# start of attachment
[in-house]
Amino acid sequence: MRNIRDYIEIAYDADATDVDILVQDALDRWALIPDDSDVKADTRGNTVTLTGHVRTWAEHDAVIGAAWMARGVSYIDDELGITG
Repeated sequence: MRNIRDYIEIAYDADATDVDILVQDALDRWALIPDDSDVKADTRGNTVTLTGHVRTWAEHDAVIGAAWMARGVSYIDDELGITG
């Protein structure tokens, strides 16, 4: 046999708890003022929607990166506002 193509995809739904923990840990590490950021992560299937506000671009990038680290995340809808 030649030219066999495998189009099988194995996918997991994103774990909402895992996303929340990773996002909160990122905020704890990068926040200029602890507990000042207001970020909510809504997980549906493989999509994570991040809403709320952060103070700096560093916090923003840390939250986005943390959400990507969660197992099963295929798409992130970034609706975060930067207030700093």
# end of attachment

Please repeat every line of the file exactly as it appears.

[in-house]
Amino acid sequence: MRNIRDYIEIAYDADATDVDILVQDALDRWALIPDDSDVKADTRGNTVTLTGHVRTWAEHDAVIGAAWMARGVSYIDDELGITG
Repeated sequence: MRNIRDYIEIAYDADATDVDILVQDALDRWALIPDDSDVKADTRGNTVTLTGHVRTWAEHDAVIGAAWMARGVSYIDDELGITG
């Protein structure tokens, strides 16, 4: 046999708890003022929607990166506002 193509995809739904923990840990590490950021992560299937506000671009990038680290995340809808 030649030219066999495998189009099988194995996918997991994103774990909402895992996303929340990773996002909160990122905020704890990068926040200029602890507990000042207001970020909510809504997980549906493989999509994570991040809403709320952060103070700096560093916090923003840390939250986005943390959400990507969660197992099963295929798409992130970034609706975060930067207030700093």